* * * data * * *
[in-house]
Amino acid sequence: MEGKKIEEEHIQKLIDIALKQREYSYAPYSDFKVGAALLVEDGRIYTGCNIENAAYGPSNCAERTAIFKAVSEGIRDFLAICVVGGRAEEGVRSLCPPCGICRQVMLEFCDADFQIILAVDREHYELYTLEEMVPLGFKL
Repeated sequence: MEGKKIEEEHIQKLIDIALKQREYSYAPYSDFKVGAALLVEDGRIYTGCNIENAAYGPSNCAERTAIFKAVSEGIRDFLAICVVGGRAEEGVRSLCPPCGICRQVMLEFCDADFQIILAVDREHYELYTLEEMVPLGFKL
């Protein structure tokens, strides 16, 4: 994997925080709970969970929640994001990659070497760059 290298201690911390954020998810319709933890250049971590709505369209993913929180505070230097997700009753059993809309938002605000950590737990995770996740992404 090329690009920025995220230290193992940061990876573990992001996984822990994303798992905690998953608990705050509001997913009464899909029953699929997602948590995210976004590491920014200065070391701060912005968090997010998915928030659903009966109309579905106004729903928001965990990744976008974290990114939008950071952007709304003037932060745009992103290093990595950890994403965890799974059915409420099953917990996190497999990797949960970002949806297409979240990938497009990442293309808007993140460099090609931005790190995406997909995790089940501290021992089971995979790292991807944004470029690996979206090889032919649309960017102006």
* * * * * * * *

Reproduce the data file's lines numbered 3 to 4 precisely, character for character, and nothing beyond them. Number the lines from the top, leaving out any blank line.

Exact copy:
Repeated sequence: MEGKKIEEEHIQKLIDIALKQREYSYAPYSDFKVGAALLVEDGRIYTGCNIENAAYGPSNCAERTAIFKAVSEGIRDFLAICVVGGRAEEGVRSLCPPCGICRQVMLEFCDADFQIILAVDREHYELYTLEEMVPLGFKL
């Protein structure tokens, strides 16, 4: 994997925080709970969970929640994001990659070497760059 290298201690911390954020998810319709933890250049971590709505369209993913929180505070230097997700009753059993809309938002605000950590737990995770996740992404 090329690009920025995220230290193992940061990876573990992001996984822990994303798992905690998953608990705050509001997913009464899909029953699929997602948590995210976004590491920014200065070391701060912005968090997010998915928030659903009966109309579905106004729903928001965990990744976008974290990114939008950071952007709304003037932060745009992103290093990595950890994403965890799974059915409420099953917990996190497999990797949960970002949806297409979240990938497009990442293309808007993140460099090609931005790190995406997909995790089940501290021992089971995979790292991807944004470029690996979206090889032919649309960017102006």